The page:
Carnival in Venice
Posted 01 July 2003 - 07:10 AM
Posted 01 July 2003 - 09:54 AM
Posted 01 July 2003 - 12:20 PM
Posted 01 July 2003 - 12:31 PM
Posted 12 July 2003 - 02:09 PM
While I was rewatching the tape in response to your post, I became aware for the first time that the adagio seems to quote a passage from the aria "Nel cor piu non mi sento" from Paisiello's La molinara--which I know only because Beethoven wrote a set of variations upon it. I would be interested to learn if Mel Johnson agrees, or whether he thinks it's just a coincidental overlap of a fairly standard melodic sequence. If the Paisiello is really there, on the other hand, it might be an air parlant that connects the pas de deux to the action of the ballet as a whole.
Does anybody know if the Carnival in Venice pas de deux/pas de dix ever made its way into Satanella?
Posted 12 July 2003 - 07:42 PM
Poor Paisiello, first he gets squashed by Mozart, then he gets squashed by Rossini, all in the same lifetime.
Posted 13 July 2003 - 11:22 AM
I wasn't aware of the Saint-Saens anecdote either. I had always assumed that the judgement was being passed on Rossini himself and his florid style, dated in terms of the taste-canons of 1886.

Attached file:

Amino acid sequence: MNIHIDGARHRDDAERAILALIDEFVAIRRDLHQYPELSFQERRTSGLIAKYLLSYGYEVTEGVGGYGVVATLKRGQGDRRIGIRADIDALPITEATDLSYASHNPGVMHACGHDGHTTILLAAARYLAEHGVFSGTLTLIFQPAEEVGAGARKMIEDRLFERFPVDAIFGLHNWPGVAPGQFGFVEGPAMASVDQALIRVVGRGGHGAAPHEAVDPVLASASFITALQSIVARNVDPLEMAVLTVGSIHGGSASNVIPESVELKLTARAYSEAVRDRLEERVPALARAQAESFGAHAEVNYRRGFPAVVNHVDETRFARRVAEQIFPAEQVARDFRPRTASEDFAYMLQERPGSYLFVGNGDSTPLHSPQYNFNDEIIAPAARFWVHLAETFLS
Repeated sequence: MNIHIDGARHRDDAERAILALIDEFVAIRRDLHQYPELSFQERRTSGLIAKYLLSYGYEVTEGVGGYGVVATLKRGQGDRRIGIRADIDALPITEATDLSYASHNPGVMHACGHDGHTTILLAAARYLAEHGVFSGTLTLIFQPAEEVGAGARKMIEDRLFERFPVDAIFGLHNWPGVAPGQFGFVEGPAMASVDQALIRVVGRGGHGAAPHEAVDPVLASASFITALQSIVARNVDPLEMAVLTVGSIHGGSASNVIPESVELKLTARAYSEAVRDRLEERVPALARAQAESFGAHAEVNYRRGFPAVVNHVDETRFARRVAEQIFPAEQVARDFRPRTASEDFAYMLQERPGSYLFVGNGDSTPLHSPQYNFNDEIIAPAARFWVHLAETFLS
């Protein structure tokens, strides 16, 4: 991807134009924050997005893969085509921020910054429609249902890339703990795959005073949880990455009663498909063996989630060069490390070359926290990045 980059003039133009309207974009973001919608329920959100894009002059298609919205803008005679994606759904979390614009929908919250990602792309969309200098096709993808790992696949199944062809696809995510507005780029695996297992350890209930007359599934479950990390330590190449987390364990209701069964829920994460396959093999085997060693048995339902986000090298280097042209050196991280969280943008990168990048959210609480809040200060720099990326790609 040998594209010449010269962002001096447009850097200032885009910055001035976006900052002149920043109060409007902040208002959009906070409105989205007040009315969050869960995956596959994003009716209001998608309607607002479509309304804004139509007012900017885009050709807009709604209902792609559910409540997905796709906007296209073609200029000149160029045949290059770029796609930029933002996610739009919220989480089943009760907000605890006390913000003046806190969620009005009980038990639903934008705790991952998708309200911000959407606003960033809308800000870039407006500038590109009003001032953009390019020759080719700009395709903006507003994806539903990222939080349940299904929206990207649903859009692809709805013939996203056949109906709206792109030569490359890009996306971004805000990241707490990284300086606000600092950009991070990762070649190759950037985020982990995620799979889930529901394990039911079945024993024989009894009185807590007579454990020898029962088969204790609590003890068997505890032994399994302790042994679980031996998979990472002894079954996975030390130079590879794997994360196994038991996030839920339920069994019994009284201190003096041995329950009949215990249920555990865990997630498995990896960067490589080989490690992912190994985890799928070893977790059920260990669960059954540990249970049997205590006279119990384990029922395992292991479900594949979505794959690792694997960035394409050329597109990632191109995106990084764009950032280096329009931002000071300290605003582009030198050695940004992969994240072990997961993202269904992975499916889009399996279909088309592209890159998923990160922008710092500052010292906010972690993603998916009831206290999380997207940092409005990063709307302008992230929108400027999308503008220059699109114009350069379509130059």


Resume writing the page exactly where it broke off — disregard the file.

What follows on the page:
I wonder if you would be kind enough to point me to the Freischuetz allusion in Giselle. I have it on the authority of Ivor Guest that it's there, but it always seems to slip past me when I listen. But then, I don't know Freischuetz very well.
Posted 13 July 2003 - 12:15 PM
Can anyone explain the ending pose of the two principals, in which the woman is in 5th en pointe and the man has one hand on her knee? It's done at the end of the adagio and the coda.
Edited by Hans, 14 July 2003 - 01:23 PM.
Posted 13 July 2003 - 03:59 PM
Posted 15 July 2003 - 10:50 AM
Posted 15 July 2003 - 11:34 AM
Actually, on second thought, it certainly could be an engineering pun by the politically pawky Pugni. The bridge united Buda and Pest and was hailed as "the wonder of the modern world" in its day.
Posted 16 July 2003 - 12:45 PM
Posted 16 July 2003 - 02:15 PM
Posted 16 July 2003 - 06:42 PM
Fat as compared to...? She looks fine in the photos to me.
Shirayev provides us with one of the few biographical details we have about Antonietta dell'Era, the original Sugar Plum Fairy - "She's FAT!!!"
Posted 16 July 2003 - 06:56 PM
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